“Oh bugger – I’m in 4th place!”

… turnaround & back

Realising so early in the race that I was lying in fourth place mucked up my race plan. Instead of an even paced training run I now became determined to see if I couldn’t land a podium finish. Unfortunately because of the windy nature of the river it was impossible to know what was happening up ahead and whether I was way behind or not and the 15 mile turnaround point was still more than 10 miles distant. So I picked up the pace. Not too much but enough that I knew it might come back to bite me in the closing miles. Here and there, in a few more open parts of the path I started to catch a glimpse of a distant runner. And every time I was spurred on to working just a little bit harder. I only needed to catch one other runner to move out of fourth place and onto the podium.

Then with less than half a mile to go to the half way point and wondering if I was nearly there yet, I looked up from my Suunto to see Craig Holgate flying towards me. He was on his own. But really not very far behind at all was second placed man who I would later learn was Paul Wathan, a Team High Terrain Events runner who had, like myself been out in the Alps at the UTMB earlier in the summer. Paul was also looking strong. No sign of third place yet. I followed the race markings and left the riverside path to cross a bridge that would bring me to the turnaround checkpoint. Still no sign of third place. I turned off the bridge and there he was coming straight towards me away from the checkpoint. He was a young lad (22 year old Samuel Anderson) and I knew immediately that I would be able to pass him on the return leg. I stopped as briefly as was necessary to get a complete refill of my water bottle and drink a cup of squash – and I was off.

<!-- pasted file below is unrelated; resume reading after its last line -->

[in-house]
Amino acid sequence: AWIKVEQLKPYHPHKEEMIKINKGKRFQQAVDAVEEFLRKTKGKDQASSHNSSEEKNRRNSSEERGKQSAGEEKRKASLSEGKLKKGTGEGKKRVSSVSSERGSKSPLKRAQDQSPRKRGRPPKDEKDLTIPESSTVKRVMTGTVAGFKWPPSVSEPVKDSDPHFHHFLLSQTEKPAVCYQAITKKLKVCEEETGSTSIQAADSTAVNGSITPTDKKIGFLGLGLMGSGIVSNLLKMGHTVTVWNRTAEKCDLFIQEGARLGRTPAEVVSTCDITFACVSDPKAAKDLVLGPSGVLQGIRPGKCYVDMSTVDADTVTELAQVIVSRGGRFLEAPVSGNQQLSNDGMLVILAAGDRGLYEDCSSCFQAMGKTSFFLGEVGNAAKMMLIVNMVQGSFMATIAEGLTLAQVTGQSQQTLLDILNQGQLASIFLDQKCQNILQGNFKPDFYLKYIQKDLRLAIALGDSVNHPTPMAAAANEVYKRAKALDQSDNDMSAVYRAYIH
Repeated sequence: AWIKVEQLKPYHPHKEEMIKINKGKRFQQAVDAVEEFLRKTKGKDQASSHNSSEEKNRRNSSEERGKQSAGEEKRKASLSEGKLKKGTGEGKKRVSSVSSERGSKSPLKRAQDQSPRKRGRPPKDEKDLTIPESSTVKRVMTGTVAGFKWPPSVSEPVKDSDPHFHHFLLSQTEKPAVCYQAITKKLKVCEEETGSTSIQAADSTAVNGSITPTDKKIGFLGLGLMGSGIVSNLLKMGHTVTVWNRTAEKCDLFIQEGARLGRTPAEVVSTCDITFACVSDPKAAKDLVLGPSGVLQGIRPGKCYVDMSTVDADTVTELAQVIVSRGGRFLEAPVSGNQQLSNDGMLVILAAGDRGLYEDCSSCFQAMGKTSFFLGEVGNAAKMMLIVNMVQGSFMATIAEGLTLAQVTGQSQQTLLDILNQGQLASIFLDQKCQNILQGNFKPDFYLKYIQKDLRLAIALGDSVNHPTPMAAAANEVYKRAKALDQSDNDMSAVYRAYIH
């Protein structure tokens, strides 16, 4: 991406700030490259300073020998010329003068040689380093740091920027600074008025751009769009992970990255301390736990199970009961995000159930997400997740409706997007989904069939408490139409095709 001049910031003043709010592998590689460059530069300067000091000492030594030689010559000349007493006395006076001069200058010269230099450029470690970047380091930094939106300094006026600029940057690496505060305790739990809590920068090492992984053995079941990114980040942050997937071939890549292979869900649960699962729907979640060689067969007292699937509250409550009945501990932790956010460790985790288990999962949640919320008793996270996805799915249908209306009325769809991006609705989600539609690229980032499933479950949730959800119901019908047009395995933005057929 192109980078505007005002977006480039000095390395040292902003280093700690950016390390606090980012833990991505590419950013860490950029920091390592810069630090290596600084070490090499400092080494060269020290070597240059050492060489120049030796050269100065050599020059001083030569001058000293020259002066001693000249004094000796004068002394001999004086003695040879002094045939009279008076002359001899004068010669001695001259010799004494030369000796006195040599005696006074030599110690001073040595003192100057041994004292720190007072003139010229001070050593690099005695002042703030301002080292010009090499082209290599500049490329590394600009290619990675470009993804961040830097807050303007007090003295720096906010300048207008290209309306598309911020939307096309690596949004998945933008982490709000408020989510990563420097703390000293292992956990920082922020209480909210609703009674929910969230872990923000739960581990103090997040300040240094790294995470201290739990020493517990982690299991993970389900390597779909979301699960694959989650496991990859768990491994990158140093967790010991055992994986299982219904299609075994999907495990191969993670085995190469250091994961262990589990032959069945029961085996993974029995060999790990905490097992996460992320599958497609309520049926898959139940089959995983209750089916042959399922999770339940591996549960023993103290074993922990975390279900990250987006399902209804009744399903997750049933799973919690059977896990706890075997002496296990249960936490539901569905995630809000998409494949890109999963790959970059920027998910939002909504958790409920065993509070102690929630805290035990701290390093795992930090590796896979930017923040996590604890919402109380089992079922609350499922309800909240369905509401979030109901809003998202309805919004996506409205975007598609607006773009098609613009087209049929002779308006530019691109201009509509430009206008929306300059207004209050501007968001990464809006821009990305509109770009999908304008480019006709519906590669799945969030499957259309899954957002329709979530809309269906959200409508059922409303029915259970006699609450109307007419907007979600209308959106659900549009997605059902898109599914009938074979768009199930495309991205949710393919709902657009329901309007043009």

Until now I hadn’t really thought much about who was behind me but running the ‘back’ leg menat that I got to see the rest of the field again. There was a fair bit of clear distance between my self and the following runners who seemed to be in pretty much the same order as when I’d last seen them over ten miles earlier with Jess Gray leading the charge and still looking in great form. The time I’d taken to refill my water bottle had temporarily put Samuel Anderson out of sight but there was no need to catch him straight away I told myself – “keep it steady, we have 15 miles to catch up”.

I was impatient and moved into third place sooner than perhaps I needed to. I had been certain at the start of this race that with moderate effort I could comfortably run 7 minute miling but equally I knew that if I continued to throw in the 6:40 miles that I caught sight of now and again on my Suunto, I would definitely struggle later. But by now my race instincts had completely taken over and I was starting to wonder if I could catch Paul Wathan in second place.  Paul had looked strong at 15 miles and not too far detached from Craig Holgate but in ultra distance races anything can happen. Winners often come from behind. Leaders can rapidly drop back through the field or even DNF. So I pushed on and on. Even so I was a bit surprised at first when I caught a glimpse of Paul still a few miles out from the finish. I knew second place was mine for the taking. Although I was now slowing and suffering and running quite the wrong side of 7 minute miling, I had made up so much ground on Paul in the last 10 miles that he had to be slowing more than I was.

Once I’d overtaken Paul, I had no fantasies about moving up the field any further. Could I catch Craig Holgate and win the race? If Craig had swum the last couple of miles up the river, he would still have had time to shower and change before I finished.

Soundly beaten to 2nd place!

Race Director Lindley Chambers presents my trophy

So I came second at the 2015 Stort 30 but was soundly beaten by Team GB athlete Craig Holgate who set a new course record. It was only a training run for me, so I’ll let him off 😉

Having only ever won UK Trail Running Championship events in my age group, I was absolutely delighted to win 2nd place overall and be presented with my winner’s medal by Tim Mitchell, the Chairman of the Trail Running Association and Race Director of one of my favourite races – the Ridgeway Challenge.

Interestingly if I had stuck to my race plan, I would have finished 90 seconds sooner and still have taken 2nd place. And I’m sure I wouldn’t have been quite so knackered at the finish either. But that’s racing for you.

2nd place UK Trail Running Middle Distance Championship

“Why didn’t I stick to my race plan?”